They didn’t have salary arbitration back when Bob Feller pitched, but they did have something you have in your office right now: walking into the boss’ office and telling him how much money you should make.
For even the best players, these negotiations were tough – but 66 years ago today, future Hall of Famer Feller decided to go a different way with it when he asked Cleveland Indians general manager Hank Greenberg for a pay cut from $65,000 a year to $45,000.
Why the 31 percent dip? Feller, who had won 24 or more games in each season from 1939-41 before serving in the Navy during World War II and 26 and 20 games in his first two full seasons (1946-47) after returning, had dropped to 19-15 in 1948 and 15-14 with a career-high 3.75 ERA in 1949.
So – according to this dust-covered AP story – Feller, 31, not only agreed to – but (sorry Scott Boras) asked to play without an attendance bonus for the first time since 1938.
Greenberg, a recently retired future Hall of Famer, explained it all matter-of-factly in the AP story:
“You can call this a very drastic pay cut. Feller thinks it’s drastic, too. But he himself made the suggestion. In fact, he offered to take more than the 25 percent maximum pay cut allowed. There was absolutely nothing to it. We all agreed quickly on the figure after Bob showed up yesterday.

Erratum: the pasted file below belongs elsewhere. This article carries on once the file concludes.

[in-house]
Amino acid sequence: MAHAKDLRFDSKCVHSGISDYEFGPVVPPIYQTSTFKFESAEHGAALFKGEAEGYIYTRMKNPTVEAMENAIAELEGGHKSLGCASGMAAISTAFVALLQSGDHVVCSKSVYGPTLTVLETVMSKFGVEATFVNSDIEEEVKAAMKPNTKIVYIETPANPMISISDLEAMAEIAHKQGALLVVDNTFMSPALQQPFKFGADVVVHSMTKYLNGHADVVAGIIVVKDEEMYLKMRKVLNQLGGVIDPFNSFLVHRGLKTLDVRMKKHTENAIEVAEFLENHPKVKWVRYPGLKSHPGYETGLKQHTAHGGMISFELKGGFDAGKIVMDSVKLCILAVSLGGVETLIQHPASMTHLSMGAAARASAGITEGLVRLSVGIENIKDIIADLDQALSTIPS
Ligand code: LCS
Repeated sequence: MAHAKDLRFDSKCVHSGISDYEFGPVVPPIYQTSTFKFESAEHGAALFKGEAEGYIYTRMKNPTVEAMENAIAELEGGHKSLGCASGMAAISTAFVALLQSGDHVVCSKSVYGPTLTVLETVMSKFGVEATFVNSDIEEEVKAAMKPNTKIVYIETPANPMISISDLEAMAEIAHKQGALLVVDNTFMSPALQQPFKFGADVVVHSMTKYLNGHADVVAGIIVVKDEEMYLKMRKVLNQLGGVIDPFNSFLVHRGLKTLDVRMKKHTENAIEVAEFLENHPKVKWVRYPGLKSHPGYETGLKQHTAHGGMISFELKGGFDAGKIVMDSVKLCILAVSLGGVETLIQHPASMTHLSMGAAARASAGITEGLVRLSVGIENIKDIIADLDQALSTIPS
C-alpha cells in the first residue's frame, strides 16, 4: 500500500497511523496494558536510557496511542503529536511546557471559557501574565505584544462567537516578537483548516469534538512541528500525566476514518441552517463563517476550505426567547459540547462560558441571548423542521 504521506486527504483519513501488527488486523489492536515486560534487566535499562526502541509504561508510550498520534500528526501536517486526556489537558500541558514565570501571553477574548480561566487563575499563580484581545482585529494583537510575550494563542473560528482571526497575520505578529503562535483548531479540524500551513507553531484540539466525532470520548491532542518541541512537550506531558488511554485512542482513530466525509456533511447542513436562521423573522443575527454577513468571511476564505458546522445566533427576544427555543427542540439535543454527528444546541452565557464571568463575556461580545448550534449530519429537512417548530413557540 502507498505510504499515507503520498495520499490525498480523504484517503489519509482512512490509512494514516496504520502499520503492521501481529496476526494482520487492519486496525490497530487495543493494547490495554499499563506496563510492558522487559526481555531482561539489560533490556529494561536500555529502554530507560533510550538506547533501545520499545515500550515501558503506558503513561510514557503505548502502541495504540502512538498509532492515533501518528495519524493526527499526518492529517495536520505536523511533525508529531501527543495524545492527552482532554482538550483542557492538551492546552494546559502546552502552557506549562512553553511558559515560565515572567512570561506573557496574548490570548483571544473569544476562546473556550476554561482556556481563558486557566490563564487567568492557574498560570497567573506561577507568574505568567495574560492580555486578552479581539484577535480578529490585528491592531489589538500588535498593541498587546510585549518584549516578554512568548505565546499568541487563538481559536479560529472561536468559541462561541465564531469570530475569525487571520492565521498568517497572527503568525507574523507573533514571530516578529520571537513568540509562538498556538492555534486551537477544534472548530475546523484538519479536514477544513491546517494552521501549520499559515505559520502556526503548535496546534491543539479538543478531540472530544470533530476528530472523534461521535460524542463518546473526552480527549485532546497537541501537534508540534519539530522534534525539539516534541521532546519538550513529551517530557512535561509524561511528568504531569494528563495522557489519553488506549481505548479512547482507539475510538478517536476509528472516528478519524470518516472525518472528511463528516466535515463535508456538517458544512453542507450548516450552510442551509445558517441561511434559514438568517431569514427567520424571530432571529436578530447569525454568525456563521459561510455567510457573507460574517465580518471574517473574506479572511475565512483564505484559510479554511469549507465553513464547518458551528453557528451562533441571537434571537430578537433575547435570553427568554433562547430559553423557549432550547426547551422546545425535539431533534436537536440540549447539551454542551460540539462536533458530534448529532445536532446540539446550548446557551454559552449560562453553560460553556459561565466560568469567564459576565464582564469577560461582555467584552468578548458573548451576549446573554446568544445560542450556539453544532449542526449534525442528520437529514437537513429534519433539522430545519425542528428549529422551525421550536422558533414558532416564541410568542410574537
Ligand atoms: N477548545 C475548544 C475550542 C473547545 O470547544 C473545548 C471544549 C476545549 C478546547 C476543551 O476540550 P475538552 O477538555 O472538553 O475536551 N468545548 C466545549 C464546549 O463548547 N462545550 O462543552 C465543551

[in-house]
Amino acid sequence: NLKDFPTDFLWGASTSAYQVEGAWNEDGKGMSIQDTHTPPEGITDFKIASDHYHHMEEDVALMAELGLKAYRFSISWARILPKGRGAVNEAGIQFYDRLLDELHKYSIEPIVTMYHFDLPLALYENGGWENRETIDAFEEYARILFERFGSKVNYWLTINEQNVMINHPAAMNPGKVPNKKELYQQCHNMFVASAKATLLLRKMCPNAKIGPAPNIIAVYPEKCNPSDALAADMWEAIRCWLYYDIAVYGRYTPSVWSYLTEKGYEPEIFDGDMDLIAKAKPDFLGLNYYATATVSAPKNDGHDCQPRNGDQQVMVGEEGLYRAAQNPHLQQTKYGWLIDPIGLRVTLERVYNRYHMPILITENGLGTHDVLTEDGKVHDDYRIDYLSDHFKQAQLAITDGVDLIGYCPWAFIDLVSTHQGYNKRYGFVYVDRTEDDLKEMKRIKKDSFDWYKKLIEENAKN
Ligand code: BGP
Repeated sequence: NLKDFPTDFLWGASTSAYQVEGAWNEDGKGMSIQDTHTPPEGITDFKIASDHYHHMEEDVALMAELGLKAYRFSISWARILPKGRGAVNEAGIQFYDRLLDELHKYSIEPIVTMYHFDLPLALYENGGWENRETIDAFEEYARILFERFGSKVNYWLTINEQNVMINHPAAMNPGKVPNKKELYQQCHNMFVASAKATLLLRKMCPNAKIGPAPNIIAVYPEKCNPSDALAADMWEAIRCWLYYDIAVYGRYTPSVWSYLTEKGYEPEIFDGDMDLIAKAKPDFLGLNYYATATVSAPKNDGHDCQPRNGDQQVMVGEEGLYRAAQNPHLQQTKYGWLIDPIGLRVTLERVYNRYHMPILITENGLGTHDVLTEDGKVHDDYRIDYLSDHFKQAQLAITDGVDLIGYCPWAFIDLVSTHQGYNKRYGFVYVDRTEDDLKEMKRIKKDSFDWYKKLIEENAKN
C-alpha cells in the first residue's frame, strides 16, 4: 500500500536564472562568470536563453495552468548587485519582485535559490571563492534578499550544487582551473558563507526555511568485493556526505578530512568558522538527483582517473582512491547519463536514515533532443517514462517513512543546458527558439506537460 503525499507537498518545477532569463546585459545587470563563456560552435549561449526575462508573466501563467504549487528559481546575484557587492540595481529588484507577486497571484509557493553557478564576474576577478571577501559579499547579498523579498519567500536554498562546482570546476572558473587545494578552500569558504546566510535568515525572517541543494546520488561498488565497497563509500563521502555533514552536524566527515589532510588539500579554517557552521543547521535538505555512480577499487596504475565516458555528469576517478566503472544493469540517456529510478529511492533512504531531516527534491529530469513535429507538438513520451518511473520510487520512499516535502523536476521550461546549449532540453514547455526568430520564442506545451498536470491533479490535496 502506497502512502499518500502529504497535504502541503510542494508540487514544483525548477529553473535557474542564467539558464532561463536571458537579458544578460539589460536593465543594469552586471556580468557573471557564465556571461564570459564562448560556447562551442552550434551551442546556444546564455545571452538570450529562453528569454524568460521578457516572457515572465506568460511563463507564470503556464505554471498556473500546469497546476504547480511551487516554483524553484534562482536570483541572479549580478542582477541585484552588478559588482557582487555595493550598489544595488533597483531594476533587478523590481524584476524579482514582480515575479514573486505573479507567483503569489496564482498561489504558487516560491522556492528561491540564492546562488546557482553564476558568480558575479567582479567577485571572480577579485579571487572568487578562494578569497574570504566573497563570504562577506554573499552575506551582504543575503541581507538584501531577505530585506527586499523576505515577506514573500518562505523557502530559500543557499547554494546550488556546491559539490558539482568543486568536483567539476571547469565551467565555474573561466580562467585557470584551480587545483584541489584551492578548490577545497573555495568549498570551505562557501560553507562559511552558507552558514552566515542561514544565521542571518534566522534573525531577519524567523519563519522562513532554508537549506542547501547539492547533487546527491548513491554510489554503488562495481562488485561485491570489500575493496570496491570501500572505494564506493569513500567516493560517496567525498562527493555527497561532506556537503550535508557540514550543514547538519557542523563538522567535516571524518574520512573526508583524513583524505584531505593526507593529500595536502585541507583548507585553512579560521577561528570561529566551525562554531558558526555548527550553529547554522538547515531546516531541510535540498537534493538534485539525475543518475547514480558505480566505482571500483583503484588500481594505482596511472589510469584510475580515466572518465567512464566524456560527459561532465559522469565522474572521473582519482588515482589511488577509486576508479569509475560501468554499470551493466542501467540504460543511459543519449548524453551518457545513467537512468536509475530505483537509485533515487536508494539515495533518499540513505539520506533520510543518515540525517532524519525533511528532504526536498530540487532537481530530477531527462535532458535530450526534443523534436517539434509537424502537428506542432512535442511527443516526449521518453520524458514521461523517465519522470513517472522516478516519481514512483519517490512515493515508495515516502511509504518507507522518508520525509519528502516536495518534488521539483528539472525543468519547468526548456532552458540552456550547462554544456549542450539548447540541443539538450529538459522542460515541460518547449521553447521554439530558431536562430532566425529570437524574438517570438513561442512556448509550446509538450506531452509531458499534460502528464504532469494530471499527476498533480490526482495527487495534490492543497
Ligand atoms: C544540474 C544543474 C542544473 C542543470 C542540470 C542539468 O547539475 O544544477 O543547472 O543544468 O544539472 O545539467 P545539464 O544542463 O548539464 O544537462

“You see, over a five-year span, Feller was winning something like 24 games a season and losing very few. In the last two seasons, he averaged about 17 victories and 14 ½ defeats.
“We couldn’t possibly continue paying him the kind of money he has been receiving on the basis of that performance. But if he starts winning the number of games he didn’t in the old days, we’ll be delighted to boost him back up again.”
So much for rewarding Feller for services rendered – both on the battlefield and the baseball field, where he led the team to a World Series title (its last one, to this day) in 1948.
Feller went on to go 16-11 with a 3.43 ERA in 1950 before cranking out a 22-8 record with a 3.50 ERA in 1951. According to baseball.reference.com, he retired after the 1956 season having made $503,800 in base salary in 18 Hall of Fame years with the Indians.
As we head into arbitration season next month with agents and teams arguing over ridiculous figures put forth from both sides, it’s worth remembering that it wasn’t always this way – even if you don’t want to try Feller’s strategy with your own boss.